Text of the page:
Tips for Departmentalized Teaching in Elementary School

What’s Here

Are you teaching in a departmentalized school? Is your grade level thinking of departmentalizing?  On this page, you’ll find resources for classroom management and organization for departmentalization. Read on to get practical tips from teachers who have taught in departmentalized classrooms at all different grade levels.

Pros and Cons of Departmentalized Teaching From Joann Wood

Departmentalized teaching

Departmentalizing? Definitely!

After years of being a self contained teacher and always struggling with time issues and getting it all done, I have been departmentalizing to varying degrees for 2 years and love it! As is the case with anything, there are pros and cons to departmentalizing – and it certainly doesn’t solve all your time management issues – sometimes it even seems like they get more complicated! Here are some of my “pros” first.

 

Pros

  • You get to know your subjects very very well and are comfortable differentiating because of this expertise
  • You get to know all the students in your grade level or team, not just “your class”
  • You get a teammate, or two, or three, to bounce ideas around, help with conferences and parents, and just keep you sane!
  • You get variety during your day to change things up
  • You only have to grade one or two subject areas

Before we get into some of the “cons” I have run into, let me describe the departmentalized situations I have worked in. My first year in this situation I was on a 3 person team in 5th grade. I taught SS and Science, one person taught Math, and the other person taught ELA. We all had about 90 minutes each. I decided, after some schedule grappling, to teach 3 days of one subject per week and 2 of the other and then alternate. This got all my lessons covered with plenty of time for enrichment. The ELA teacher on our team had the most difficulty getting it all in 90 minutes – Reading, Writing, SSR time and grammar. It was a lot.

All three of us had equal ownership with the students, we all did conferences together and supported each other. The amount of graded papers was lopsided here, as I never had as much as the ELA teacher did. I would try to help when I could, but because it was her subject area, she felt strongly about grading them herself to see how they were doing. Late in the year, there was dissension on the team between 2 of us. This made for a very difficult end of the year, and is one of the cons in this situation. If you all don’t really see eye to eye or get along, it makes things very difficult.

The following year I was paired with one other teacher. I was the ELA/SS teacher, she taught Math and Science. This worked out great! We switched classes one time a day, shared conferences, shared responsibilities and were able to be flexible with each other. We took turns doing the newsletter, updating our website and it just worked seamlessly. We got along very well and became good friends outside the classroom as well, which really helps.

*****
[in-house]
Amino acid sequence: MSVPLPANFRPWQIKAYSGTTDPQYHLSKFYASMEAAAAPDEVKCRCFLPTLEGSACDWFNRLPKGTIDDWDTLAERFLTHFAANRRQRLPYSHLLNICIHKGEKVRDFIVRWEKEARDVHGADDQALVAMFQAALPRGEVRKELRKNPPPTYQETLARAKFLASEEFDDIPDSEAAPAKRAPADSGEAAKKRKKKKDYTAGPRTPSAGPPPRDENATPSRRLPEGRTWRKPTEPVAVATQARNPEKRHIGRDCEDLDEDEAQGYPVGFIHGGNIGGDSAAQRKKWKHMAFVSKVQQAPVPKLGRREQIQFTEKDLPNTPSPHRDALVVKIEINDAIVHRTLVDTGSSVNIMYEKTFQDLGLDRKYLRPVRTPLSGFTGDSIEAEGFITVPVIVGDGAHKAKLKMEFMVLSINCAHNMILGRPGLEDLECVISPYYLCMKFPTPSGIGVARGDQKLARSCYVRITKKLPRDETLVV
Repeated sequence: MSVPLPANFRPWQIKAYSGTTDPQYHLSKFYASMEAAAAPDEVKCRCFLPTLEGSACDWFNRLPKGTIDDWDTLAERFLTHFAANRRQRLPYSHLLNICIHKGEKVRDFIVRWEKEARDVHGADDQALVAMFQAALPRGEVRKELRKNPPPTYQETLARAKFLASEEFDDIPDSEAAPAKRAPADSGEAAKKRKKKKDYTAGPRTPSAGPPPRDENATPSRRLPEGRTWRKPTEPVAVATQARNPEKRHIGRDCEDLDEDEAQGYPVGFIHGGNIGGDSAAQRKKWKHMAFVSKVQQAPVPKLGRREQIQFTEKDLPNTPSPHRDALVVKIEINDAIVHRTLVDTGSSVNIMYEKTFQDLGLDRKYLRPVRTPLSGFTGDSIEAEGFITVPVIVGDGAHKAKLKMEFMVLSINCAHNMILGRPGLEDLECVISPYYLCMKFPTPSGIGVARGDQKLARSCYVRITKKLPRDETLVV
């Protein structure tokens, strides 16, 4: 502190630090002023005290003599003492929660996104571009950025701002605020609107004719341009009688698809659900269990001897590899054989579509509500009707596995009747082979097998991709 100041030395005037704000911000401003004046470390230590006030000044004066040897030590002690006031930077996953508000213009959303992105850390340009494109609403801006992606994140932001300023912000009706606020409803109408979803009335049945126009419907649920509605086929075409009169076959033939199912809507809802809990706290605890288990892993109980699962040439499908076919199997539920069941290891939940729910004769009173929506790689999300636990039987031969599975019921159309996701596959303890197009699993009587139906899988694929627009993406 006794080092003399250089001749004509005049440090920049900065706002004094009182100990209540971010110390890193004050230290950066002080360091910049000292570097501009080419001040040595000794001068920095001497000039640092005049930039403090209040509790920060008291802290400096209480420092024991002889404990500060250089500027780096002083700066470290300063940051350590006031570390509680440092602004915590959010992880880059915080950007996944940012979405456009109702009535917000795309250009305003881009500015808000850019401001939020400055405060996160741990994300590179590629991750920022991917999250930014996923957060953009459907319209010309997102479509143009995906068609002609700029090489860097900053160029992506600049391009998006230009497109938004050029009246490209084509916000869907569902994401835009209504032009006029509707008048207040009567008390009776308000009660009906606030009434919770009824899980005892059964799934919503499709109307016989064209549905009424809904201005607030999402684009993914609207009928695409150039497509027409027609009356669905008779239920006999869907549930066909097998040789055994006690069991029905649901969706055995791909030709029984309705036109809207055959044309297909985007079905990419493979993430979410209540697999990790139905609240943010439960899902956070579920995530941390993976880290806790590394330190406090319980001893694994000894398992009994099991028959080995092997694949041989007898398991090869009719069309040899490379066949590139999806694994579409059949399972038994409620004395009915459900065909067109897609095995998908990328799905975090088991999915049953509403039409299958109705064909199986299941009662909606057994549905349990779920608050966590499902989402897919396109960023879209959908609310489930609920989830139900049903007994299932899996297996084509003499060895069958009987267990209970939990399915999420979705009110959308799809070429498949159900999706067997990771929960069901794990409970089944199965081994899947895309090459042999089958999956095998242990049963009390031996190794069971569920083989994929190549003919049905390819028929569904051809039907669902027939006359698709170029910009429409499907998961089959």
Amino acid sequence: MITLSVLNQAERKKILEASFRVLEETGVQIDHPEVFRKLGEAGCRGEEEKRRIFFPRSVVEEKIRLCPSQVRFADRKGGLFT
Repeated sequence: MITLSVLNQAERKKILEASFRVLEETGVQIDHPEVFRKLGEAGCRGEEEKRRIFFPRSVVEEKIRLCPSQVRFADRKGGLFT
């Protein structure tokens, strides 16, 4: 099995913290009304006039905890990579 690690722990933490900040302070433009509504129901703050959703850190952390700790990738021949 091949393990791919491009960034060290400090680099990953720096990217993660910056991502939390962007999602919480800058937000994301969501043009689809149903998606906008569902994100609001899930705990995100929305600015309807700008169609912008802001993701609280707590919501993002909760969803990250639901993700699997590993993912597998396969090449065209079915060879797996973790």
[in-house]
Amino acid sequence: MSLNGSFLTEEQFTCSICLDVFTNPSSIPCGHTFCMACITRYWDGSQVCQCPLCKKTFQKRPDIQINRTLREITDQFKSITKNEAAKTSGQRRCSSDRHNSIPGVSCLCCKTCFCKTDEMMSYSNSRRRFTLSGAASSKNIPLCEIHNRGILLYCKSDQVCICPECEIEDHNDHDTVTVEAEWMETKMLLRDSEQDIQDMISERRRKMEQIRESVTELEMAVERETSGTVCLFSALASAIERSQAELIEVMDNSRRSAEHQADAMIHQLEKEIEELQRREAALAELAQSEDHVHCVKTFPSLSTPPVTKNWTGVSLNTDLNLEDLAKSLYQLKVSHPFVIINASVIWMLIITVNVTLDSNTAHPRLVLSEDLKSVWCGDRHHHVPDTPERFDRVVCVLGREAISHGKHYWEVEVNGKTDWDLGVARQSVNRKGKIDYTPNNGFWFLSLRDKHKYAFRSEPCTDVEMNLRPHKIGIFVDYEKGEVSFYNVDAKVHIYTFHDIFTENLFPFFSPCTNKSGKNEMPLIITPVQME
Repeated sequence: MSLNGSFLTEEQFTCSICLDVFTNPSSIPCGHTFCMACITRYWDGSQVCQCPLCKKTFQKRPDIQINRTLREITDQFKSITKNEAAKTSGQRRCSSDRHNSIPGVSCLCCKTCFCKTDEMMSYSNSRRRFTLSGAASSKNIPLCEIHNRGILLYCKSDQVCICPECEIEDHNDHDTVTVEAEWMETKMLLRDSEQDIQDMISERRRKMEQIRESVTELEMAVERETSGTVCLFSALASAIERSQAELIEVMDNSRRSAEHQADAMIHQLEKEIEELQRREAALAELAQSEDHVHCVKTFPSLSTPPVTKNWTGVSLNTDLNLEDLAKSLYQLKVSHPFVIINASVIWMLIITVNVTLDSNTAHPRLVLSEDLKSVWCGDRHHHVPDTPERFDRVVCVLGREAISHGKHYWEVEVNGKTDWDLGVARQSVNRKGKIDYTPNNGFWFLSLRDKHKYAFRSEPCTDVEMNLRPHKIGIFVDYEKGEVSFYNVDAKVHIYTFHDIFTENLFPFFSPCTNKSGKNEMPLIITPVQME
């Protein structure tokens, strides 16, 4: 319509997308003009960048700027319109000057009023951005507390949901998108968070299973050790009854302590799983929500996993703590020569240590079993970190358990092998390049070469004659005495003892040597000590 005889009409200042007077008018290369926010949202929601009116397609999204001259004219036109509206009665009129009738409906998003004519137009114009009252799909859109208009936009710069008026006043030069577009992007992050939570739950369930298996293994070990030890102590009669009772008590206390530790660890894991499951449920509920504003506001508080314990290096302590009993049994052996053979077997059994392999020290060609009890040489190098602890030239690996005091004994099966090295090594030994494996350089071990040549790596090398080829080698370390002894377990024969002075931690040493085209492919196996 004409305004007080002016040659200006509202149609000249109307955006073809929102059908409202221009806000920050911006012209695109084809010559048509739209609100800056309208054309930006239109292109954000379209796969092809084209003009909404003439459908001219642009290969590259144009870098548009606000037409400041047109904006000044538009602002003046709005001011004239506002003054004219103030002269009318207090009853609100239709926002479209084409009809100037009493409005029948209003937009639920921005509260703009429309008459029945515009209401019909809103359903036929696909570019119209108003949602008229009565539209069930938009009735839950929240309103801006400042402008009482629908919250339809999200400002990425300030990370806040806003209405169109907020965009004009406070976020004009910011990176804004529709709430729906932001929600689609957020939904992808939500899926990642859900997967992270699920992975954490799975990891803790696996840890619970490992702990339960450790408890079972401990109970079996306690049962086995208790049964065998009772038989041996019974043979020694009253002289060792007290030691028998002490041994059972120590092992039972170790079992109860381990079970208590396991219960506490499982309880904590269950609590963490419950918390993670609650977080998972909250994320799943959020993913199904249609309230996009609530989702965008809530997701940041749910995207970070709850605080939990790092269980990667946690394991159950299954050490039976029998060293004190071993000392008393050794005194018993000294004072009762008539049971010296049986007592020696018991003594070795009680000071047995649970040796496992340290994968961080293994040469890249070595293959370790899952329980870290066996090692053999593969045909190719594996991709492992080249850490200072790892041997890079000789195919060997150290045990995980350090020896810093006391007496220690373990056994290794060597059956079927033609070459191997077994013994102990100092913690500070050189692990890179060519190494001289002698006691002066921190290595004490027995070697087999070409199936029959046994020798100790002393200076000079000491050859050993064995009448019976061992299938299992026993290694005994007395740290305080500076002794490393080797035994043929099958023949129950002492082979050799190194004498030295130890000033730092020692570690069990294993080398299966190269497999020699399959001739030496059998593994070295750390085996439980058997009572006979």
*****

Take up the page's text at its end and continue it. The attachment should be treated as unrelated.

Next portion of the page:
Cons

  • A lot of time and planning involved in communication, procedures, schedules, conferences, etc.
  • If you all share the students, you almost need a daily debriefing time to touch base
  • Must adhere to schedules and depend on each other – high level of trust
  • Less classroom community feeling when you share students – they’re not just “your kids” anymore
  • Organization issues with the students – it is hard for them sometimes to keep up with materials

For me, those about sum it up. I have really loved departmentalizing instruction the past two years, even with team issues the first time around. It has allowed me to really hone my skills in areas I already felt comfortable with, and not stress about having to teach Math, which makes no sense to me at all!

This year, we are deciding on complete departmentalization right now. Four teachers, four subjects, kids switching all day. Whew! Our principal is worried about the items on the con list above – really communicating properly, managing our time well and really meshing personally. I will keep you all posted as things progress and let you know how it goes!

Check out my blog for more updates:
Fifth is Fabulous!
Joann Wood

Thank you, Joann, for offering to share your expertise in this area! I’m looking forward to following your adventures in departmentalization on your blog this year. –Angela

Questions About Departmentalization in Elementary Schools

The following questions were submitted to me as part of the Ask Angela Anything blog post series. You can submit any teaching-related question anonymously to maintain your privacy and student confidentiality. I’m including the two questions below here on this page instead of in the column to make it easier for teachers in departmentalized schools to find answers all in one place.

My colleagues want to departmentalize our five 3rd grade classes. This would not be simply one class going to another room. It would involve homogeneous groupings and a mixing of classes. I have done this before and found it impossible for me to relate to 65+ students. The only advantage I have seen is less teacher preparation and feel that is the only reason some are pushing for it. (Our 4th and 5th grades do not departmentalize.) Our students come from unstable poverty homes. The adults they live with often change or there are several children in the home and many life problems to deal with that leaves their kids to raise themselves. I feel that they need the stability of one consistent adult on a daily basis at school.

How do I convince my fellow teachers that this is difficult for our population, especially ADD and immature children? Is there research that shows positive and negative results of departmentalization at the 3rd grade level that I could benefit from reading? Have you had success with this? This is June and they want to make these changes for August. If I have to departmentalize, how do I make the best of it?